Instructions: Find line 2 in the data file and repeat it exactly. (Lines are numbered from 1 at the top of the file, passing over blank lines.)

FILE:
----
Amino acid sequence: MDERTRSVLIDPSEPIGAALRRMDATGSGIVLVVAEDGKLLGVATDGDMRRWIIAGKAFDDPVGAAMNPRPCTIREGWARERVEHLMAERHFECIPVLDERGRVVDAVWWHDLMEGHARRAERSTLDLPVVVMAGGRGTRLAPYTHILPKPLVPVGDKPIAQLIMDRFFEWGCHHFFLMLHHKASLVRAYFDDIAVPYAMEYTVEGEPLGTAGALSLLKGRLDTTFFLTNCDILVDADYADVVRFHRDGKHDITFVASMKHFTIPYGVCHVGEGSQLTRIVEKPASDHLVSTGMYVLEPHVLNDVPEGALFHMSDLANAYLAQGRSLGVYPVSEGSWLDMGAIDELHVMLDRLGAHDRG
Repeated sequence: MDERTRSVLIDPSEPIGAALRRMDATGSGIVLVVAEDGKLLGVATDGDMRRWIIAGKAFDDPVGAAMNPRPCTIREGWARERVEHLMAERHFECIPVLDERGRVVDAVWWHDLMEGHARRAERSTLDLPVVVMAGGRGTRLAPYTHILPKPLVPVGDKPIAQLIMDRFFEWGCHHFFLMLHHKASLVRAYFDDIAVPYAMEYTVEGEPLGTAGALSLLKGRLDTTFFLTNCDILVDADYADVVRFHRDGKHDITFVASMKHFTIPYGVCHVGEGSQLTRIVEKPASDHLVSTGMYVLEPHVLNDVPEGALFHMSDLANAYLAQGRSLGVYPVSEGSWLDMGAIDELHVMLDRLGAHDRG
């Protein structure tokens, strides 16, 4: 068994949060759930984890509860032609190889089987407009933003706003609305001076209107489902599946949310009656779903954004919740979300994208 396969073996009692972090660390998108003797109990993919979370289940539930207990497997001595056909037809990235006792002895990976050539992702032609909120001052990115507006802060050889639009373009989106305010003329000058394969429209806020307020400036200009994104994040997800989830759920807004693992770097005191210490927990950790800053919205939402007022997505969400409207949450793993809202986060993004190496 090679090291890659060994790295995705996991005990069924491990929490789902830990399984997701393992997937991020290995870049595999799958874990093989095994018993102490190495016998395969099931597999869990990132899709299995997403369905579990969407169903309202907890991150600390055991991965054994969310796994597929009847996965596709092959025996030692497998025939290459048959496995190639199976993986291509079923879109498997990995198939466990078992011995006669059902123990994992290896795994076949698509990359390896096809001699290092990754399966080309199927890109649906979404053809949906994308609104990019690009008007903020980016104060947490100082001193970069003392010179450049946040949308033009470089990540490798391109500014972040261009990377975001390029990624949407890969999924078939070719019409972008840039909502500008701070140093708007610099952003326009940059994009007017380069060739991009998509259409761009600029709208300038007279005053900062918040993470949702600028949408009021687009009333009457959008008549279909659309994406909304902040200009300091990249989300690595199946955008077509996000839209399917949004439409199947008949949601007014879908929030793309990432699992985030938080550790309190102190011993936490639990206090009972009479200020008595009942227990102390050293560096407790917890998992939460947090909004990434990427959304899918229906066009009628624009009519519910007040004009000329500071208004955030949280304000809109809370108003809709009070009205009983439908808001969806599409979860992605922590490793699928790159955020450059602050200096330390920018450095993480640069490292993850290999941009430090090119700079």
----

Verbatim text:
Repeated sequence: MDERTRSVLIDPSEPIGAALRRMDATGSGIVLVVAEDGKLLGVATDGDMRRWIIAGKAFDDPVGAAMNPRPCTIREGWARERVEHLMAERHFECIPVLDERGRVVDAVWWHDLMEGHARRAERSTLDLPVVVMAGGRGTRLAPYTHILPKPLVPVGDKPIAQLIMDRFFEWGCHHFFLMLHHKASLVRAYFDDIAVPYAMEYTVEGEPLGTAGALSLLKGRLDTTFFLTNCDILVDADYADVVRFHRDGKHDITFVASMKHFTIPYGVCHVGEGSQLTRIVEKPASDHLVSTGMYVLEPHVLNDVPEGALFHMSDLANAYLAQGRSLGVYPVSEGSWLDMGAIDELHVMLDRLGAHDRG